"All software has flaws, and software is connectable. If you connect it, you run the risk of being exploited."
Josh Corman

These three factors are leading to vulnerabilities being found in a wider variety of software, increasing the breadth of the vulnerability landscape.

The search for weak links goes deeper

Attackers are looking deeper into software as well. In their search for vulnerabilities in significant and widespread software, attackers are increasingly looking at the building blocks used by developers to create applications. Open-source components, libraries, and frameworks may be more secure than closed-source software, but finding a vulnerability in a widely used library can have far-reaching consequences, Corman said.

"It is not that open source is less secure than closed source. It is that an attack on bespoke custom code gets you only one target, but an attack on open source gets you many, many targets."
—Josh Corman

Developers use open-source frameworks as an essential part of writing software. Sonatype estimates that some 80% to 90% of the average application comes from open-source components and not custom code.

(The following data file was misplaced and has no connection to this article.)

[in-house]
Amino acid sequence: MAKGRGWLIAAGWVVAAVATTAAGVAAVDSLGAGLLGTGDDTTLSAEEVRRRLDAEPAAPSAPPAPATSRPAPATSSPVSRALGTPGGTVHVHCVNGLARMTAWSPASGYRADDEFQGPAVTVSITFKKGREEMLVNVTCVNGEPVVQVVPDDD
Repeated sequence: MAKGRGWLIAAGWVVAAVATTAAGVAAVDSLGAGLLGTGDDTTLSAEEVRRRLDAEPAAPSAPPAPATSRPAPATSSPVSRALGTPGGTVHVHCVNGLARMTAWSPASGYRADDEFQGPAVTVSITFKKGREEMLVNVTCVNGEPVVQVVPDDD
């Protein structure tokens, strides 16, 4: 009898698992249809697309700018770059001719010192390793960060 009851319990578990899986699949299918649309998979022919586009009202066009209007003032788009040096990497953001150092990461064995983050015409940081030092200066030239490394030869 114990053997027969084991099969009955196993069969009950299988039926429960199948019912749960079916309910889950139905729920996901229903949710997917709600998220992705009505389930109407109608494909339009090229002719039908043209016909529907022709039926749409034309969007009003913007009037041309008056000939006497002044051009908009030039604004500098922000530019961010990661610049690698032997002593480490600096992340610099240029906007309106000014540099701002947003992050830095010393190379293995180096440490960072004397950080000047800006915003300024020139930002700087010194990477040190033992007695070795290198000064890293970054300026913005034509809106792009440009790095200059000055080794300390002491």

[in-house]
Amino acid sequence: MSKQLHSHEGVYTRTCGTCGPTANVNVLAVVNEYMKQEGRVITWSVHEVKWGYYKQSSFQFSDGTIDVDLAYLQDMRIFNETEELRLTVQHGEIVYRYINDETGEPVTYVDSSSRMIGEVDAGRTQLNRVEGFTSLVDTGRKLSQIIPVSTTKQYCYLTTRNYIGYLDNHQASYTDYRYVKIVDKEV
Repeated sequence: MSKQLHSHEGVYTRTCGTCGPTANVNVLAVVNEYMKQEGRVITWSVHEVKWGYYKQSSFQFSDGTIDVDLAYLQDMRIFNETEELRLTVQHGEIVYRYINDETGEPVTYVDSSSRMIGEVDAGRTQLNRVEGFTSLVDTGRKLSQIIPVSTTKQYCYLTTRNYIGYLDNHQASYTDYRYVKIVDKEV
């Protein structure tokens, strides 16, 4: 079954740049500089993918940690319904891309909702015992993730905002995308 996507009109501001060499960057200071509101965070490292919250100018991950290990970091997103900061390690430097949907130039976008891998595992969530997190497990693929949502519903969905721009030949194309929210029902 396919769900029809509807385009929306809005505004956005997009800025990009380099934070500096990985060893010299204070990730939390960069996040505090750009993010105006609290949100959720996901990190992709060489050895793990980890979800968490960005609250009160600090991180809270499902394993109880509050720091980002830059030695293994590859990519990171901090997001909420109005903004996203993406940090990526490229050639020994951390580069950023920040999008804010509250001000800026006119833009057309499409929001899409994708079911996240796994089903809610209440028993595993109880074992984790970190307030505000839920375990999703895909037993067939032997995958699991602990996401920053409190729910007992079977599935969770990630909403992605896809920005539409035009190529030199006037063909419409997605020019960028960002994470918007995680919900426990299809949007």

Many developers, however, are not prepared to deal with the security consequences of using vulnerable code. In a yet-to-be-published survey of about 2,000 people on development teams, Sonatype found that 35% did not receive any application-security training from their companies.

"If you are a development [team] and one-third of you have received no [security] training, that's a huge problem. There is no doubt that you are producing code that has vulnerabilities in it."
—Derek Weeks

The great unknowns

In the past, application security didn't receive much attention. That is changing. However, companies are still not searching for vulnerabilities at the breadth and depth that they need, said Micro Focus' Hoole.

These "unknown unknowns" are accounting for a greater proportion of issues, he said.

"We have to start looking not only at the code you write, but the code you are dependent upon, looking at the system stack in its entirety, looking at the devices you attach to your solution, and even looking at your chips."
—Alexander Hoole

The pressure to do so is also increasing, said Weeks. The software driving the IoT, for example, is now getting national attention. At the end of last summer, Congress proposed the Internet of Things Cybersecurity Improvement Act of 2017, which would require companies to secure the software of IoT devices sold to the US government.

While the legislation is not yet law, the mere fact that software vulnerabilities have become a national issue should be a warning to developers, Weeks said. "Anything that gets introduced on a congressional level or is proposed legislation certainly is gaining national attention and is no longer a niche idea," he said.

Topics: Security